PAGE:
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Environmental Stewardship Scheme

Volume 473: debated on Wednesday 12 March 2008

To ask the Secretary of State for Environment, Food and Rural Affairs what representations he has received on the removal of management plans from the Entry Level Stewardship schemes; how many farmers he estimates have been affected; and what alternative schemes he plans to bring forward to encourage environmentally-friendly farming. (192345)

Four management plan options—for nutrients, soil, crop protection products and manure—were removed from the list of 62 available options under Entry Level Stewardship (ELS) following discussions with the EU Commission as part of the process of EU approval of the Rural Development Programme for England (RDPE), under which ELS is funded. This was in response to concerns that these options did not require agreement holders to do more than would be required of them under cross compliance or part of good agricultural and environmental practice and would not therefore justify additional payment.

However, ELS agreements entered into before 1 January 2007 will not be affected by the change and these management plans will continue to attract appropriate payments for the remaining life of agreements.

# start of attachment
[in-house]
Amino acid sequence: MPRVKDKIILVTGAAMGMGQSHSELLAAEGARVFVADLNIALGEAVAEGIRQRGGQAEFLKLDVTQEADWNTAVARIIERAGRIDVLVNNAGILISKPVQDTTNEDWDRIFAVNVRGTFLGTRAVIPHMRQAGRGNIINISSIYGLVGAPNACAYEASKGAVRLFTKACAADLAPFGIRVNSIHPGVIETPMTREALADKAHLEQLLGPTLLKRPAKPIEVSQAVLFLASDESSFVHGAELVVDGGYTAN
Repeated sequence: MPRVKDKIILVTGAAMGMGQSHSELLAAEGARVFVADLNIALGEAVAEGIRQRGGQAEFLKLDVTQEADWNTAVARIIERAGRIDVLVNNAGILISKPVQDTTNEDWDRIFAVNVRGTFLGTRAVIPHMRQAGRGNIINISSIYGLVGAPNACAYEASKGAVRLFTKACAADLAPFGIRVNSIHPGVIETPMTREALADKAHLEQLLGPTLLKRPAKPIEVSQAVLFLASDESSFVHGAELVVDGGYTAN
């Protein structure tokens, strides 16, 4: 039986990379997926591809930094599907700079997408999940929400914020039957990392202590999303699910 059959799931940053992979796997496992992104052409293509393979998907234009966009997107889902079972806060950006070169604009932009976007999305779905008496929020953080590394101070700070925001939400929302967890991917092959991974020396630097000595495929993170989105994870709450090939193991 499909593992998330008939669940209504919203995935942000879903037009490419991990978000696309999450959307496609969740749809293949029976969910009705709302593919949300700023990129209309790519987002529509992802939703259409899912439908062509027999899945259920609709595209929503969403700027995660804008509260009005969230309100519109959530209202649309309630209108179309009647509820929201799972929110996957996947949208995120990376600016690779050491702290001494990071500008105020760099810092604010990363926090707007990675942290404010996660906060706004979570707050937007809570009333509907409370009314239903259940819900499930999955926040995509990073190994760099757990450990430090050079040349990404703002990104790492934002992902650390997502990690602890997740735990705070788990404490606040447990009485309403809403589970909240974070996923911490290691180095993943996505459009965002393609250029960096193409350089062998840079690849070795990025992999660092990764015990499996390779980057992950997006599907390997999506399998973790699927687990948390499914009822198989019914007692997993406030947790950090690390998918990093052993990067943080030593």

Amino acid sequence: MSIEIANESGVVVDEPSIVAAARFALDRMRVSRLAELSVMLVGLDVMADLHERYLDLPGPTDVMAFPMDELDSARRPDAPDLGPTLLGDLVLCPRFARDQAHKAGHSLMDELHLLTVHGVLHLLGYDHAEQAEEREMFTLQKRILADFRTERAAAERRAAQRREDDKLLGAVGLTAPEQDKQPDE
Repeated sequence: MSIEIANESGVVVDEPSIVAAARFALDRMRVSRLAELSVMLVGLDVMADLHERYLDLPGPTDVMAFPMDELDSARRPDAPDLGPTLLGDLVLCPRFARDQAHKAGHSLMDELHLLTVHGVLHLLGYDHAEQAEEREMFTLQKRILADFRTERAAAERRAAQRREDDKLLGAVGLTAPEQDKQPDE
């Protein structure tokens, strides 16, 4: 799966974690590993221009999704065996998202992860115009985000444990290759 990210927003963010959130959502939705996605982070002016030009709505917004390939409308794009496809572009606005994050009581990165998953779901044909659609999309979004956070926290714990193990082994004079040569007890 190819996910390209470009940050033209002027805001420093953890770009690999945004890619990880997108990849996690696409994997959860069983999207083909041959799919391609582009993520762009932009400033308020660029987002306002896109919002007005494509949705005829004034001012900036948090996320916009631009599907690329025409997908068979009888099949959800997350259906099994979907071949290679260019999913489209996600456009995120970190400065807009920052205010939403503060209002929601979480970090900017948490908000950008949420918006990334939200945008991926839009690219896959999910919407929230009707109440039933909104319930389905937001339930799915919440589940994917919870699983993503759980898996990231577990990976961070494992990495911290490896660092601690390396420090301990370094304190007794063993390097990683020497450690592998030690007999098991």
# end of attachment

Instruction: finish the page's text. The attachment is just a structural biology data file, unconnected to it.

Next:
A number of industry stakeholders have since raised concerns, including the National Farmers Union (NFU), Country Land and Business Association (CLA), Agricultural Industries Confederation, Linking Environment and Farming (LEAF) and Farming and Wildlife Advisory Group (FWAG).

Of the 5,400 provisional agreements entered into from 1 January 2007, around 2,600 include management plans options and around 1,800 of these will no longer have sufficient surplus points to meet the points threshold now that management plan options are not available. Natural England, which delivers the scheme, has contacted all agreement holders and is working closely with those affected to help ensure that they are able to remain in ELS. The latest advice from Natural England suggests that most agreement holders want to remain in the scheme and will choose new options to achieve the required threshold.

It is important to bear in mind that even with the removal of management plans, ELS remains largely unchanged and, with over 30,000 farmers already signed up covering 50 per cent. of farmland in England, the scheme should continue to deliver key environmental outcomes. And with 58 options remaining available, farmers wanting to join ELS should still be able to do so.